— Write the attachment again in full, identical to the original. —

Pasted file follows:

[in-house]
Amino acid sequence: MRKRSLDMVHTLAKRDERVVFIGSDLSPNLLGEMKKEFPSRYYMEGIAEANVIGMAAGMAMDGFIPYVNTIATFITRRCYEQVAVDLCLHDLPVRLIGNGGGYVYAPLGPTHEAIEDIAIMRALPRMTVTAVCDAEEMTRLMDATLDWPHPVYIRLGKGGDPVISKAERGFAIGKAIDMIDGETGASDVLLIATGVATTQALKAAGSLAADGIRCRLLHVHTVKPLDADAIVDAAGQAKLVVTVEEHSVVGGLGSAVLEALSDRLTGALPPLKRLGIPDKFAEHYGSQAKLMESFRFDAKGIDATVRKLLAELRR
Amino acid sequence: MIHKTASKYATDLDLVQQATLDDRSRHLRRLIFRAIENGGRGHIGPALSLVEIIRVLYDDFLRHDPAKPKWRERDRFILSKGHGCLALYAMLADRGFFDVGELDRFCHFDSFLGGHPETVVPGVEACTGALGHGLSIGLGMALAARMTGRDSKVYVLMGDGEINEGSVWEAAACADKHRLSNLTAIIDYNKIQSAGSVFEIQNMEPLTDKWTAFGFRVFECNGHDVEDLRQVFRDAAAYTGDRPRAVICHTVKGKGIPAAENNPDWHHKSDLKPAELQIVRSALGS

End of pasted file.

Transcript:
[in-house]
Amino acid sequence: MRKRSLDMVHTLAKRDERVVFIGSDLSPNLLGEMKKEFPSRYYMEGIAEANVIGMAAGMAMDGFIPYVNTIATFITRRCYEQVAVDLCLHDLPVRLIGNGGGYVYAPLGPTHEAIEDIAIMRALPRMTVTAVCDAEEMTRLMDATLDWPHPVYIRLGKGGDPVISKAERGFAIGKAIDMIDGETGASDVLLIATGVATTQALKAAGSLAADGIRCRLLHVHTVKPLDADAIVDAAGQAKLVVTVEEHSVVGGLGSAVLEALSDRLTGALPPLKRLGIPDKFAEHYGSQAKLMESFRFDAKGIDATVRKLLAELRR
Amino acid sequence: MIHKTASKYATDLDLVQQATLDDRSRHLRRLIFRAIENGGRGHIGPALSLVEIIRVLYDDFLRHDPAKPKWRERDRFILSKGHGCLALYAMLADRGFFDVGELDRFCHFDSFLGGHPETVVPGVEACTGALGHGLSIGLGMALAARMTGRDSKVYVLMGDGEINEGSVWEAAACADKHRLSNLTAIIDYNKIQSAGSVFEIQNMEPLTDKWTAFGFRVFECNGHDVEDLRQVFRDAAAYTGDRPRAVICHTVKGKGIPAAENNPDWHHKSDLKPAELQIVRSALGS